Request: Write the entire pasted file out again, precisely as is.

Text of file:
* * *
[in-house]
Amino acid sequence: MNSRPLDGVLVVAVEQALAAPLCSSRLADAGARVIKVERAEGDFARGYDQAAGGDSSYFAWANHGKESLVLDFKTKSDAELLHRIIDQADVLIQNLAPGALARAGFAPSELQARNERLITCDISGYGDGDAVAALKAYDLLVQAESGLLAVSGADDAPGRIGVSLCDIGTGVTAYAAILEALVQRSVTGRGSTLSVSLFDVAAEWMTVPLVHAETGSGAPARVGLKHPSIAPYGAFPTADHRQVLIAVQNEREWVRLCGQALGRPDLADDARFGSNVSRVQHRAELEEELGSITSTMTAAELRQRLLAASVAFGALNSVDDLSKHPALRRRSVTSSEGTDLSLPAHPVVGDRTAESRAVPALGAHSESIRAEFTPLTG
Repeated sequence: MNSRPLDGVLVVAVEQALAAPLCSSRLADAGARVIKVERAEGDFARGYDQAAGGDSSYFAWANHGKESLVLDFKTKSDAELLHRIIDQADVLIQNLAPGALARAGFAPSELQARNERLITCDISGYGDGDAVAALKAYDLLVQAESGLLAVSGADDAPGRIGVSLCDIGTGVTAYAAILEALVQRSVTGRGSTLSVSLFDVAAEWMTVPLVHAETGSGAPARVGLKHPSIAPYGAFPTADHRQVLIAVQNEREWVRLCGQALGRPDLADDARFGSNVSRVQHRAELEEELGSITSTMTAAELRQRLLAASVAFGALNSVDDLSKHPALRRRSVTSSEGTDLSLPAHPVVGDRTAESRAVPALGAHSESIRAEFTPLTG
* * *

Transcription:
[in-house]
Amino acid sequence: MNSRPLDGVLVVAVEQALAAPLCSSRLADAGARVIKVERAEGDFARGYDQAAGGDSSYFAWANHGKESLVLDFKTKSDAELLHRIIDQADVLIQNLAPGALARAGFAPSELQARNERLITCDISGYGDGDAVAALKAYDLLVQAESGLLAVSGADDAPGRIGVSLCDIGTGVTAYAAILEALVQRSVTGRGSTLSVSLFDVAAEWMTVPLVHAETGSGAPARVGLKHPSIAPYGAFPTADHRQVLIAVQNEREWVRLCGQALGRPDLADDARFGSNVSRVQHRAELEEELGSITSTMTAAELRQRLLAASVAFGALNSVDDLSKHPALRRRSVTSSEGTDLSLPAHPVVGDRTAESRAVPALGAHSESIRAEFTPLTG
Repeated sequence: MNSRPLDGVLVVAVEQALAAPLCSSRLADAGARVIKVERAEGDFARGYDQAAGGDSSYFAWANHGKESLVLDFKTKSDAELLHRIIDQADVLIQNLAPGALARAGFAPSELQARNERLITCDISGYGDGDAVAALKAYDLLVQAESGLLAVSGADDAPGRIGVSLCDIGTGVTAYAAILEALVQRSVTGRGSTLSVSLFDVAAEWMTVPLVHAETGSGAPARVGLKHPSIAPYGAFPTADHRQVLIAVQNEREWVRLCGQALGRPDLADDARFGSNVSRVQHRAELEEELGSITSTMTAAELRQRLLAASVAFGALNSVDDLSKHPALRRRSVTSSEGTDLSLPAHPVVGDRTAESRAVPALGAHSESIRAEFTPLTG